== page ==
The biggest flaw in the film is the simple fact that the basic ideas have been done so many times in the 25+ years since the original–not to mention the spoofs that have cropped up in the likes of “Scream,” “Scary Movie” and “Student Bodies”–that they just aren’t that scary anymore. Nevertheless, it presses on and gives us more of the same without any fresh twist or slant on the proceedings–it even contains a pointless prologue that helps to raise the body count and an epilogue with a gimmick so hoary that I had assumed it had been retired years ago. In Belle, it had an actress who could have helped provide such a flip but she is so straight-jacketed by the confines of the role that it becomes impossible to feel much empathy for her–she seems way too smart to be doing the dumb-ass things that we see her do here.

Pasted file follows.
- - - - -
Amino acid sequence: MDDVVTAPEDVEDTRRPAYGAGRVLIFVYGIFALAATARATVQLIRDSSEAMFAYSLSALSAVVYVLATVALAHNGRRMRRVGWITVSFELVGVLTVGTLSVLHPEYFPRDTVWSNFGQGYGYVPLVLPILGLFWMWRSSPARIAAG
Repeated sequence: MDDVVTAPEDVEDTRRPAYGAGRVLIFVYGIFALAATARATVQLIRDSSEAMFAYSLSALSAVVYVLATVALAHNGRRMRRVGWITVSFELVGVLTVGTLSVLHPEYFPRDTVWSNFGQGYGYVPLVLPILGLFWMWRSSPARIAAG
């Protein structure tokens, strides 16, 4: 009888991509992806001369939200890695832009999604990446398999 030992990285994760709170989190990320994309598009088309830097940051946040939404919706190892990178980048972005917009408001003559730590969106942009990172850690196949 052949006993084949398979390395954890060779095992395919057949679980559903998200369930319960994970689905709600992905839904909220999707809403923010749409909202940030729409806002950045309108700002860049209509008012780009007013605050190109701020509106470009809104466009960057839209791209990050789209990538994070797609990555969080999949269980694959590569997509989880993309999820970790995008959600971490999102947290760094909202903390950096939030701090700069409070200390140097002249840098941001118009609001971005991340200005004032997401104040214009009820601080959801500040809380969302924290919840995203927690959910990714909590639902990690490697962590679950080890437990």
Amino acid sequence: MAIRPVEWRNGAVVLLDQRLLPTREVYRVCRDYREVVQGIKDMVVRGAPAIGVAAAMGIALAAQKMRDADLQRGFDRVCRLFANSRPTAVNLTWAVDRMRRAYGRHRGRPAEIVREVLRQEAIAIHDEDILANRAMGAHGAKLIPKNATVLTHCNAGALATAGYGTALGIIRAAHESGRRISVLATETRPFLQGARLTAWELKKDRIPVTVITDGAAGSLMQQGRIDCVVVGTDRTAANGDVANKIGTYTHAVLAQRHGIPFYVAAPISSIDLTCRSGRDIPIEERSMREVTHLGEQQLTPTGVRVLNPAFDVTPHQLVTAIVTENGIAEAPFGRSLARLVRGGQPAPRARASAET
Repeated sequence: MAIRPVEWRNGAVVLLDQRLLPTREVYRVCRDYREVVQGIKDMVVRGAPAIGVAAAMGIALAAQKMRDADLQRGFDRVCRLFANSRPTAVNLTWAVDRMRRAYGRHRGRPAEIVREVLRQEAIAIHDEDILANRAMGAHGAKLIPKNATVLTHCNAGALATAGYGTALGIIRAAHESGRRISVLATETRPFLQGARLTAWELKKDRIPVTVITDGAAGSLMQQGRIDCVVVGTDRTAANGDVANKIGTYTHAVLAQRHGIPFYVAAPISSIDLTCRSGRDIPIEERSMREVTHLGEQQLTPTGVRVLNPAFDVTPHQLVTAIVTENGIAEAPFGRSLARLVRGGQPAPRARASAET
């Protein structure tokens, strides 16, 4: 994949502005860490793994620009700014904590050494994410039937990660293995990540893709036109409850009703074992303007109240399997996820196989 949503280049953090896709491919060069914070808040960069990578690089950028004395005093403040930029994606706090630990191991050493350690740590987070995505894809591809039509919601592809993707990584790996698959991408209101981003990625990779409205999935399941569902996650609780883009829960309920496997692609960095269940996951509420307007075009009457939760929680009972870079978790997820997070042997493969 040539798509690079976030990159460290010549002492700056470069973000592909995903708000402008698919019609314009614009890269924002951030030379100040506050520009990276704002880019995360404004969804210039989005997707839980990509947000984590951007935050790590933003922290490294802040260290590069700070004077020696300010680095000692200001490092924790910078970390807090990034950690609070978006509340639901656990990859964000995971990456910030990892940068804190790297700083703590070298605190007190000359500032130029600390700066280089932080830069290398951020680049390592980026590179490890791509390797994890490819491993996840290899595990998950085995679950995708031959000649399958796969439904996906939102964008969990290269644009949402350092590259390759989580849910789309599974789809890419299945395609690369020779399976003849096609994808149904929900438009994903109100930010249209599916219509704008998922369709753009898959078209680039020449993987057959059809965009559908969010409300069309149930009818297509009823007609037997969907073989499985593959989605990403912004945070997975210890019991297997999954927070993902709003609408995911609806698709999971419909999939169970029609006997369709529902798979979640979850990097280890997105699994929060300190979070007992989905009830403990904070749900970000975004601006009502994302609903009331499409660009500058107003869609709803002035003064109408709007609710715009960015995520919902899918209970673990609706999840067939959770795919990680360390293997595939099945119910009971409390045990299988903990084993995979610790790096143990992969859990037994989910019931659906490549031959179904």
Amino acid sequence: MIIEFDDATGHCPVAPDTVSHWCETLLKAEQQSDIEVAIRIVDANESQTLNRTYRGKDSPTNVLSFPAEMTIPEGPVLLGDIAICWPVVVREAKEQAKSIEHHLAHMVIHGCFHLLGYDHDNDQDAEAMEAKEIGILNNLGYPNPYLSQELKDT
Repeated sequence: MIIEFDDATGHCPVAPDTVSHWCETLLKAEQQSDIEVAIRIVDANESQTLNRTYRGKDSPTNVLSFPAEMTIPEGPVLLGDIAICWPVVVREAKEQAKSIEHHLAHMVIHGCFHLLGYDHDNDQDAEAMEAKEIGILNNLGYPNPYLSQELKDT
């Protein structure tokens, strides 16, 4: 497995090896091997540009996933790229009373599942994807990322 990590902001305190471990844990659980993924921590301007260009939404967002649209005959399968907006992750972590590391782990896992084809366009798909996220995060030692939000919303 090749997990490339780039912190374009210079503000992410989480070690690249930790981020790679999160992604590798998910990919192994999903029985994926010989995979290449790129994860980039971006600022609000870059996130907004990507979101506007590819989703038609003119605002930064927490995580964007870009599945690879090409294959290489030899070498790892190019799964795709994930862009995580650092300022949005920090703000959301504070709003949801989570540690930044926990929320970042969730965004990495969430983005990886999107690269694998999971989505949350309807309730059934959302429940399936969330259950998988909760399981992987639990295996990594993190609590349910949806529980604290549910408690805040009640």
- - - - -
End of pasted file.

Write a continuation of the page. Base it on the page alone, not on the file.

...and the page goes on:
“When a Stranger Calls” is another crappy remake that has been produced not because someone had a new way of presenting the story to a contemporary audience (in the way that Philip Kaufman, John Carpenter or David Cronenberg did when they rejiggered “Invasion of the Body Snatchers,” “The Thing” and “The Fly), but because it has a familiar title that can be easily marketed and it can be used to promote a “special edition” of the original on DVD. As a result, it goes wearily through its all-too-familiar paces without ever striking any real sparks of its own and viewers are more likely to be slumping in their seats towards the end instead of jumping out of them.